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Health & Fit Study Finds Racial Disparities With Breast Cancer Diagnosis

23:00  09 january  2020
23:00  09 january  2020 Source:   usnews.com

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Study : Breast cancer in young women rises. (CNN) Racial disparities between black and white breast cancer patients are receding, according to a report released Thursday. Another significant finding : Although black women have had lower rates of breast cancer compared with white women

Cancer disparities (sometimes called cancer health disparities ) are differences in cancer measures such as screening rates. stage at diagnosis . Cancer disparities can also be seen when outcomes are Although cancer incidence and mortality overall are declining in all racial /ethnic groups in the

Racial and ethnic minority women are more likely than white women to be diagnosed with breast cancer at a later stage, according to a study released Thursday.

  Study Finds Racial Disparities With Breast Cancer Diagnosis © Isaac Lane Koval/Corbis/VCG/Getty Images

The JAMA Oncology study, which included more than 177,000 women in its sample, found that higher percentages of black, American Indian or Alaskan Native and Hispanic women were diagnosed with stage 3 breast cancer than white and Asian or Pacific Islander women. All four racial and ethnic minorities studied were diagnosed with stage 2 breast cancer at higher levels than white women as well.

These findings are significant, as the five-year survival rates of breast cancer decrease as the stage number increases, according to the study. The rate is nearly 100% for stages 0 and 1, 93% for stage 2 and 72% for stage 3.

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The incidence of advanced breast cancer diagnosis among black women remained 30 percent to 90 percent higher compared to white women between 1992 In addition, the disparity in the incidence of advance colorectal cancer actually widened over this time period as rates fell among whites but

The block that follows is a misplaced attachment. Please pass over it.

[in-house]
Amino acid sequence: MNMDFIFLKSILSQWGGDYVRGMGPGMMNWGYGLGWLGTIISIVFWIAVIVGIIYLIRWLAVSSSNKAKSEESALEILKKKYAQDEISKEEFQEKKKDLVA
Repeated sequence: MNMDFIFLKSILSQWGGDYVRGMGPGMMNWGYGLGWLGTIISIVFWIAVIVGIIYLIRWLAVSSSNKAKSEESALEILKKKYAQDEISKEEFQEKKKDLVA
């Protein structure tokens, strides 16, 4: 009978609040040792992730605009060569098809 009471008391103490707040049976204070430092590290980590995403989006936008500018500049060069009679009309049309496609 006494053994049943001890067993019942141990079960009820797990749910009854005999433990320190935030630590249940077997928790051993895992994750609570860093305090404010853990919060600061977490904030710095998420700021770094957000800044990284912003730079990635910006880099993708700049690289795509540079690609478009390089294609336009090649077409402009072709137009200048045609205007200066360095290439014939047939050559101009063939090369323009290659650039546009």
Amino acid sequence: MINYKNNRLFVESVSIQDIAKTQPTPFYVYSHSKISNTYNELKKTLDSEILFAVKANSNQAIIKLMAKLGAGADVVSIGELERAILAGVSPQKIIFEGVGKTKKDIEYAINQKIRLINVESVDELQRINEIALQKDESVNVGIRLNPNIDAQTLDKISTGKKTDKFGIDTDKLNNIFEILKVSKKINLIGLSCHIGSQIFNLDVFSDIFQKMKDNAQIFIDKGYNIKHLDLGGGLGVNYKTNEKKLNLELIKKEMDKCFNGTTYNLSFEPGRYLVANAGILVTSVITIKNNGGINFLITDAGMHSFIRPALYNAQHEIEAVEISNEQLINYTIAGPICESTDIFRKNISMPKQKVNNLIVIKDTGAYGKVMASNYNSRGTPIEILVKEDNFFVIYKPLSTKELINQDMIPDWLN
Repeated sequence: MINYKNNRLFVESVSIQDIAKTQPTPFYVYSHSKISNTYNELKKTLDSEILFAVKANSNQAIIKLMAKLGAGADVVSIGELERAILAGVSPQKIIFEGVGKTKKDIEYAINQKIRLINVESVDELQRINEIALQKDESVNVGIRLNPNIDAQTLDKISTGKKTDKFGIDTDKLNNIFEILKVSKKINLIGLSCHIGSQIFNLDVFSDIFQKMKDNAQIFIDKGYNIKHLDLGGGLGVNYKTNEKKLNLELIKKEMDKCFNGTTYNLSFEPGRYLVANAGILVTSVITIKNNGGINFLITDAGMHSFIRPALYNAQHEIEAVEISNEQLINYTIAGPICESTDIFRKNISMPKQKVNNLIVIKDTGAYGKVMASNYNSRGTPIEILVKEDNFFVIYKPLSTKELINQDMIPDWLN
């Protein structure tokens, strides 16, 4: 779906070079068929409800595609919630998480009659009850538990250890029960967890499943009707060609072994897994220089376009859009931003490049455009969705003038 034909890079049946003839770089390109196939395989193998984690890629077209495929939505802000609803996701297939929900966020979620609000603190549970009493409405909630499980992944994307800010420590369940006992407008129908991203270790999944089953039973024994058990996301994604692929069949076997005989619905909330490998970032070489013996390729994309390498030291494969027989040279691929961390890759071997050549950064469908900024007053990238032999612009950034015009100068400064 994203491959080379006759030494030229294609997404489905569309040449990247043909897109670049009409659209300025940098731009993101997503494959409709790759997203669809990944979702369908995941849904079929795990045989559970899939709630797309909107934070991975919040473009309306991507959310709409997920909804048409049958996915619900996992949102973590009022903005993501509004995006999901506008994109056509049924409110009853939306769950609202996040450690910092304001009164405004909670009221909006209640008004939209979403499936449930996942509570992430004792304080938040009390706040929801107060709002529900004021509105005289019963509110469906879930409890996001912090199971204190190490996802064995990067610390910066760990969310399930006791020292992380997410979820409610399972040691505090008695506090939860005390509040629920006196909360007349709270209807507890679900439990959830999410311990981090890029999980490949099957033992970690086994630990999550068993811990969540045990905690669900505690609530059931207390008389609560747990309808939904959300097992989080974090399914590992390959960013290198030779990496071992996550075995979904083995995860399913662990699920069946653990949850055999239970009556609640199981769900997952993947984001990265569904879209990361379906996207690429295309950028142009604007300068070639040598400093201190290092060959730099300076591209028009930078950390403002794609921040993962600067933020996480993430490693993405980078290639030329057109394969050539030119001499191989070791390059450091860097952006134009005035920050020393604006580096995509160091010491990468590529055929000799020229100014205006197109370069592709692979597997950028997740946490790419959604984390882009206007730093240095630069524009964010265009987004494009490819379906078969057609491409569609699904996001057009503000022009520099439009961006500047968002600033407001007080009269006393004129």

According to the first national study looking at racial disparity in breast cancer mortality rates at the city level in the United States, societal factors—especially poverty and residential segregation—are resulting in the unnecessary deaths of five black women every day—more than 1,700 deaths a year.

White women also had a higher proportion of health insurance coverage at the time of diagnosis compared to the minority women studied. Of the women studied, more than 148,000 had health insurance, while nearly 29,000 were uninsured or received Medicaid, according to the study.

"Without insurance coverage, the lack of prevention, screening, and access to care, as well as delays in diagnosis lead to a later stage of disease at diagnosis and thus worse survival," the study's authors wrote.

While the authors acknowledged that health insurance coverage alone will not eliminate the racial and ethnic disparities they found in breast cancer diagnosis, they noted that coverage mediates nearly half of the increased risk for minorities.

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The spatial association of racial disparities was found to be significant between late-stage diagnosis and breast cancer mortality with odds ratios of 33.76 (CI Few breast cancer studies have directly examined how racial /ethnic disparities at late-stage diagnosis and mortality vary across geographic

In their ongoing quest to better understand racial disparities in breast cancer prognosis, a team led by Robert Millikan, DVM, MPH, PhD, has analyzed tissue from The CBCS is a longstanding population-based study of breast cancer risk and behavior that focuses on young and African-American women.

"Adequate insurance coverage for all patients with cancer is an important consideration and one major systemic change that can be pursued to ameliorate consistent disparities," the authors concluded.

Women aged 40 to 64 were included in the study, which was conducted between Jan. 1, 2010, and Dec. 31, 2016. The data was then analyzed over a period of just more than two years, concluding on Oct. 1, 2019.

Video: Study says Google health system may spot breast cancer better than human doctors (NBC News)

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